Fig. 19.4 Chandra "true color" X-ray mosaic of the central 2° x 0.8° band of the GC region [26]. The three energy bands are 1-3 keV (shown in red), 3-5 keV (green), and 5-8 keV (blue). The spatial resolution ranges from 0.5'' on-axis to 5'' at the near edge of the CCD and to 10'' at the diagonal edge. This image is adaptively smoothed with a signal-to-noise ratio of 3 and is plotted logarithmically to emphasize low surface brightness emission. The saw-shaped boundaries of the map, plotted in Galactic coordinates, results from a specific roll angle of the observations

Fig. 19.4 Chandra "true color" X-ray mosaic of the central 2° x 0.8° band of the GC region [26]. The three energy bands are 1-3 keV (shown in red), 3-5 keV (green), and 5-8 keV (blue). The spatial resolution ranges from 0.5'' on-axis to 5'' at the near edge of the CCD and to 10'' at the diagonal edge. This image is adaptively smoothed with a signal-to-noise ratio of 3 and is plotted logarithmically to emphasize low surface brightness emission. The saw-shaped boundaries of the map, plotted in Galactic coordinates, results from a specific roll angle of the observations

Fig. 19.5 Galactic Center region seen with XMM-Newton (left, [20]). Red color represents photon energies below 2.5 keV, dark blue color energies above 6 keV, green color is for intermediate energies between 2.5 and 6 keV. The bright supernova remnant Sgr A East is at the center of the image. There is diffuse emission along the galactic plane into NE direction and filaments of 6.4 keV emission (neutral iron Ka line, light blue color). The corresponding Chandra Observatory image (right, smaller field of view, higher resolution) shows the detailed structure of Sgr A East and, across to the galactic plane, various lobes of hot gas, probably remnants of past explosions at the center [13]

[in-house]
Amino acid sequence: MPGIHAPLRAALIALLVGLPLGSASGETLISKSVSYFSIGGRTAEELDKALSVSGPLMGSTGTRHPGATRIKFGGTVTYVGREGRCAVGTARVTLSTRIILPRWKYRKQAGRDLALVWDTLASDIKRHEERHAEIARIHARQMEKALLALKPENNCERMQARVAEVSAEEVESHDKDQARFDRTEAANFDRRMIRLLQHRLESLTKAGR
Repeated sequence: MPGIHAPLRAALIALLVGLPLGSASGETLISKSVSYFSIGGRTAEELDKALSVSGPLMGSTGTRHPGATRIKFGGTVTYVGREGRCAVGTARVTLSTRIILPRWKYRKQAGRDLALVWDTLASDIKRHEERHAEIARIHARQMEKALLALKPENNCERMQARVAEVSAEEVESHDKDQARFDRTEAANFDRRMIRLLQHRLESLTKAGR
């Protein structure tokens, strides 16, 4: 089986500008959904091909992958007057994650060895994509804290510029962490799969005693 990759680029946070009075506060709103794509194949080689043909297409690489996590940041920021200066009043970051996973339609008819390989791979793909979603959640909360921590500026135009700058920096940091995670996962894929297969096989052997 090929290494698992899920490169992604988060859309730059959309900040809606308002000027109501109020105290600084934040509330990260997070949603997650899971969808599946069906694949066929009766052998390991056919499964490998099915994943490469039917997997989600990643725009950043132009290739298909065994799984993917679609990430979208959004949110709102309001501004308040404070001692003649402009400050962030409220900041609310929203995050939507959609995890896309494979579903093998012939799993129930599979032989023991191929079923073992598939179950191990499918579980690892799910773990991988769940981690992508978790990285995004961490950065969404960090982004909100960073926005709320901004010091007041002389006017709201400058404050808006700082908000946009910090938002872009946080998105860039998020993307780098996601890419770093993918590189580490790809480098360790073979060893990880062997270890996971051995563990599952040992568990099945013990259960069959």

Fig. 19.5 Galactic Center region seen with XMM-Newton (left, [20]). Red color represents photon energies below 2.5 keV, dark blue color energies above 6 keV, green color is for intermediate energies between 2.5 and 6 keV. The bright supernova remnant Sgr A East is at the center of the image. There is diffuse emission along the galactic plane into NE direction and filaments of 6.4 keV emission (neutral iron Ka line, light blue color). The corresponding Chandra Observatory image (right, smaller field of view, higher resolution) shows the detailed structure of Sgr A East and, across to the galactic plane, various lobes of hot gas, probably remnants of past explosions at the center [13]

At higher energies, the center of the Galaxy itself (Sgr A*) belongs to the less striking sources in the field. These results made it clear that our Galactic Center is a rather weak representative of galactic nuclei (Fig. 19.4).

Meanwhile, with the use of high resolution and high sensitivity X-ray telescopes (Chandra Observatory and XMM-Newton) Sgr A* could be established as an X-ray source, primarily by its flaring behavior. At the same time also in near infrared flares could be detected from this compact radio source. Thus the large variety of theoretical models for the Galactic Center source could be somewhat constrained.